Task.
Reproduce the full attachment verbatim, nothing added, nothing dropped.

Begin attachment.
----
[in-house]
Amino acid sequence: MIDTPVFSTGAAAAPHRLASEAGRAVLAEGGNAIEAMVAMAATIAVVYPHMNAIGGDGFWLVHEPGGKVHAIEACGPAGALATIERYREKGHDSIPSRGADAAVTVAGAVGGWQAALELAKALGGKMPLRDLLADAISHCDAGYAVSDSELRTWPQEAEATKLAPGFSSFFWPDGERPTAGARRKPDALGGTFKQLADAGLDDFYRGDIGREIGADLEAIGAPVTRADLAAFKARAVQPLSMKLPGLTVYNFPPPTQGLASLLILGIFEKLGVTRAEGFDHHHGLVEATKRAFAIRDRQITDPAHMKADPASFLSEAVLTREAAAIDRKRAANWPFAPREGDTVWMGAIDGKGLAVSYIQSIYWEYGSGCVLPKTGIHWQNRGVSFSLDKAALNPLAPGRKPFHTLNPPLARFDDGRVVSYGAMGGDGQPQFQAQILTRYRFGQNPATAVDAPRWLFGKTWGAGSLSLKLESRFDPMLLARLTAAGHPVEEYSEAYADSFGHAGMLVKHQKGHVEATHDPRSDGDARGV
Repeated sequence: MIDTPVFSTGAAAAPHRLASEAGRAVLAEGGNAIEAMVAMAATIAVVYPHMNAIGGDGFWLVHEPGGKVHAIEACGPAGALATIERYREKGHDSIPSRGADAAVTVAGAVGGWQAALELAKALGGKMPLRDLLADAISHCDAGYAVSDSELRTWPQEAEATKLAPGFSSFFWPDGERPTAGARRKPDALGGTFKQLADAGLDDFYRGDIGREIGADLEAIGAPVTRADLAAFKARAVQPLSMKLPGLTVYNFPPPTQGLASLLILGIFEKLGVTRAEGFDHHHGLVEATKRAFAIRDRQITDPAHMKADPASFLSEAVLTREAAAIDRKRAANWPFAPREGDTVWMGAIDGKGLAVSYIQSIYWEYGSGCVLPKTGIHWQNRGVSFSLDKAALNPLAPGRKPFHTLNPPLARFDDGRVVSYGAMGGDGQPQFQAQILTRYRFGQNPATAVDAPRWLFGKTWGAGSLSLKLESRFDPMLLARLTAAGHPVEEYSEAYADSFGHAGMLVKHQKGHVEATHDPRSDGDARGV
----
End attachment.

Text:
[in-house]
Amino acid sequence: MIDTPVFSTGAAAAPHRLASEAGRAVLAEGGNAIEAMVAMAATIAVVYPHMNAIGGDGFWLVHEPGGKVHAIEACGPAGALATIERYREKGHDSIPSRGADAAVTVAGAVGGWQAALELAKALGGKMPLRDLLADAISHCDAGYAVSDSELRTWPQEAEATKLAPGFSSFFWPDGERPTAGARRKPDALGGTFKQLADAGLDDFYRGDIGREIGADLEAIGAPVTRADLAAFKARAVQPLSMKLPGLTVYNFPPPTQGLASLLILGIFEKLGVTRAEGFDHHHGLVEATKRAFAIRDRQITDPAHMKADPASFLSEAVLTREAAAIDRKRAANWPFAPREGDTVWMGAIDGKGLAVSYIQSIYWEYGSGCVLPKTGIHWQNRGVSFSLDKAALNPLAPGRKPFHTLNPPLARFDDGRVVSYGAMGGDGQPQFQAQILTRYRFGQNPATAVDAPRWLFGKTWGAGSLSLKLESRFDPMLLARLTAAGHPVEEYSEAYADSFGHAGMLVKHQKGHVEATHDPRSDGDARGV
Repeated sequence: MIDTPVFSTGAAAAPHRLASEAGRAVLAEGGNAIEAMVAMAATIAVVYPHMNAIGGDGFWLVHEPGGKVHAIEACGPAGALATIERYREKGHDSIPSRGADAAVTVAGAVGGWQAALELAKALGGKMPLRDLLADAISHCDAGYAVSDSELRTWPQEAEATKLAPGFSSFFWPDGERPTAGARRKPDALGGTFKQLADAGLDDFYRGDIGREIGADLEAIGAPVTRADLAAFKARAVQPLSMKLPGLTVYNFPPPTQGLASLLILGIFEKLGVTRAEGFDHHHGLVEATKRAFAIRDRQITDPAHMKADPASFLSEAVLTREAAAIDRKRAANWPFAPREGDTVWMGAIDGKGLAVSYIQSIYWEYGSGCVLPKTGIHWQNRGVSFSLDKAALNPLAPGRKPFHTLNPPLARFDDGRVVSYGAMGGDGQPQFQAQILTRYRFGQNPATAVDAPRWLFGKTWGAGSLSLKLESRFDPMLLARLTAAGHPVEEYSEAYADSFGHAGMLVKHQKGHVEATHDPRSDGDARGV